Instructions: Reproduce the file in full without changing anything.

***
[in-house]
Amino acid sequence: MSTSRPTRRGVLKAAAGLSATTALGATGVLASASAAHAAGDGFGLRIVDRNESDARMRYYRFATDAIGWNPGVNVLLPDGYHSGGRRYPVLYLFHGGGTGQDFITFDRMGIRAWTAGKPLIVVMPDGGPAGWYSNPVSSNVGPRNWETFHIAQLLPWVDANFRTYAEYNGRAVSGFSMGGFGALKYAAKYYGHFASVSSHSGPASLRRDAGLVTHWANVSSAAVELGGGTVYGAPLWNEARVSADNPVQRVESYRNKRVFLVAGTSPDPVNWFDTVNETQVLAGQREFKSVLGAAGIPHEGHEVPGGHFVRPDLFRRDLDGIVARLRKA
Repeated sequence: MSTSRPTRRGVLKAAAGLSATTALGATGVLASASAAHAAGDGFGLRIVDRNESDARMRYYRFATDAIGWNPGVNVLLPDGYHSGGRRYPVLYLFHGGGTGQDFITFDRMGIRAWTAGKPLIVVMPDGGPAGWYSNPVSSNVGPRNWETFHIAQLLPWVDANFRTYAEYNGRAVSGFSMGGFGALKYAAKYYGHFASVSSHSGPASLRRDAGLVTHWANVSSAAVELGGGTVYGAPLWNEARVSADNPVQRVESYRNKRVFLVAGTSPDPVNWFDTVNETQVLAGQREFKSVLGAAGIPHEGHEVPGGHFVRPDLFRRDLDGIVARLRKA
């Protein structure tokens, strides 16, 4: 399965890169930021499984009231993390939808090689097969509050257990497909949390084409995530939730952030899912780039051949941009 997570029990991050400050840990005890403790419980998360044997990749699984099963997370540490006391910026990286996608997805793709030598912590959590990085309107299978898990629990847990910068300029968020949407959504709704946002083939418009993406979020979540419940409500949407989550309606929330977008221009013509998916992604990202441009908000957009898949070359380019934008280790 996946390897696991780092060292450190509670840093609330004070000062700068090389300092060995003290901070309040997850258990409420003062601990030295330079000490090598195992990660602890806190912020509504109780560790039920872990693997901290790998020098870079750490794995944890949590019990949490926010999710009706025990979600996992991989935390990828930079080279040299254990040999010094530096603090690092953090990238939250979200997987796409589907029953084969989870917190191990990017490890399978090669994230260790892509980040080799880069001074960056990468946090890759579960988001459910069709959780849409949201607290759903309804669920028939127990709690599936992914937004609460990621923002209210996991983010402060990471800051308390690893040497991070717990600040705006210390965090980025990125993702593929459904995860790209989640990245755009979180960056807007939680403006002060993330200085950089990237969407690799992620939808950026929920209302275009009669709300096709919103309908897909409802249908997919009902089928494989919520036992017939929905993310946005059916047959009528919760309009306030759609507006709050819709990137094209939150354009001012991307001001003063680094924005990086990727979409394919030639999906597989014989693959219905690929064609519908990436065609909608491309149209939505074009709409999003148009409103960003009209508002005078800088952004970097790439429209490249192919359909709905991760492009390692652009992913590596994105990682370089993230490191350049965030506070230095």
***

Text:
[in-house]
Amino acid sequence: MSTSRPTRRGVLKAAAGLSATTALGATGVLASASAAHAAGDGFGLRIVDRNESDARMRYYRFATDAIGWNPGVNVLLPDGYHSGGRRYPVLYLFHGGGTGQDFITFDRMGIRAWTAGKPLIVVMPDGGPAGWYSNPVSSNVGPRNWETFHIAQLLPWVDANFRTYAEYNGRAVSGFSMGGFGALKYAAKYYGHFASVSSHSGPASLRRDAGLVTHWANVSSAAVELGGGTVYGAPLWNEARVSADNPVQRVESYRNKRVFLVAGTSPDPVNWFDTVNETQVLAGQREFKSVLGAAGIPHEGHEVPGGHFVRPDLFRRDLDGIVARLRKA
Repeated sequence: MSTSRPTRRGVLKAAAGLSATTALGATGVLASASAAHAAGDGFGLRIVDRNESDARMRYYRFATDAIGWNPGVNVLLPDGYHSGGRRYPVLYLFHGGGTGQDFITFDRMGIRAWTAGKPLIVVMPDGGPAGWYSNPVSSNVGPRNWETFHIAQLLPWVDANFRTYAEYNGRAVSGFSMGGFGALKYAAKYYGHFASVSSHSGPASLRRDAGLVTHWANVSSAAVELGGGTVYGAPLWNEARVSADNPVQRVESYRNKRVFLVAGTSPDPVNWFDTVNETQVLAGQREFKSVLGAAGIPHEGHEVPGGHFVRPDLFRRDLDGIVARLRKA
């Protein structure tokens, strides 16, 4: 399965890169930021499984009231993390939808090689097969509050257990497909949390084409995530939730952030899912780039051949941009 997570029990991050400050840990005890403790419980998360044997990749699984099963997370540490006391910026990286996608997805793709030598912590959590990085309107299978898990629990847990910068300029968020949407959504709704946002083939418009993406979020979540419940409500949407989550309606929330977008221009013509998916992604990202441009908000957009898949070359380019934008280790 996946390897696991780092060292450190509670840093609330004070000062700068090389300092060995003290901070309040997850258990409420003062601990030295330079000490090598195992990660602890806190912020509504109780560790039920872990693997901290790998020098870079750490794995944890949590019990949490926010999710009706025990979600996992991989935390990828930079080279040299254990040999010094530096603090690092953090990238939250979200997987796409589907029953084969989870917190191990990017490890399978090669994230260790892509980040080799880069001074960056990468946090890759579960988001459910069709959780849409949201607290759903309804669920028939127990709690599936992914937004609460990621923002209210996991983010402060990471800051308390690893040497991070717990600040705006210390965090980025990125993702593929459904995860790209989640990245755009979180960056807007939680403006002060993330200085950089990237969407690799992620939808950026929920209302275009009669709300096709919103309908897909409802249908997919009902089928494989919520036992017939929905993310946005059916047959009528919760309009306030759609507006709050819709990137094209939150354009001012991307001001003063680094924005990086990727979409394919030639999906597989014989693959219905690929064609519908990436065609909608491309149209939505074009709409999003148009409103960003009209508002005078800088952004970097790439429209490249192919359909709905991760492009390692652009992913590596994105990682370089993230490191350049965030506070230095």